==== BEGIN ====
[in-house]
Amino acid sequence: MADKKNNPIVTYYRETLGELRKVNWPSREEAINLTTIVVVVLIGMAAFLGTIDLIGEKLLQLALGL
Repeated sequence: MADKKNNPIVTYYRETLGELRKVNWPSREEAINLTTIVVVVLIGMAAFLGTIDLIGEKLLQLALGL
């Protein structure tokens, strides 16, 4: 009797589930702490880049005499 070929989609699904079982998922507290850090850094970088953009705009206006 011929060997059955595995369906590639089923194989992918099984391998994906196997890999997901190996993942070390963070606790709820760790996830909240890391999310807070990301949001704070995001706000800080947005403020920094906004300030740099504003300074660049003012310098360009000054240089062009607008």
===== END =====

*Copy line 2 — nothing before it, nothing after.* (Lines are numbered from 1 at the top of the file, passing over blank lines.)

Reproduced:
Amino acid sequence: MADKKNNPIVTYYRETLGELRKVNWPSREEAINLTTIVVVVLIGMAAFLGTIDLIGEKLLQLALGL